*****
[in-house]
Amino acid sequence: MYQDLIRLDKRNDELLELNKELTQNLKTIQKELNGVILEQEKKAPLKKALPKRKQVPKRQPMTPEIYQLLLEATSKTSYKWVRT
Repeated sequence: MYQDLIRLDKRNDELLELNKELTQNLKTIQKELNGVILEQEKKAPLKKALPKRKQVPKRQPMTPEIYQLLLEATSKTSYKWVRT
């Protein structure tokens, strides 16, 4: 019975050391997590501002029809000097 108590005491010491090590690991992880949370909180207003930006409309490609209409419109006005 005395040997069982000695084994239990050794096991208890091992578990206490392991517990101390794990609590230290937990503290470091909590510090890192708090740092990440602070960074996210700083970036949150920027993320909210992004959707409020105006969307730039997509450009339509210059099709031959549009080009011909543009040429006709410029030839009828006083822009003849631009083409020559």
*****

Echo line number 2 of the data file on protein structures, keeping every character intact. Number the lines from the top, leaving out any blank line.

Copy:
Amino acid sequence: MYQDLIRLDKRNDELLELNKELTQNLKTIQKELNGVILEQEKKAPLKKALPKRKQVPKRQPMTPEIYQLLLEATSKTSYKWVRT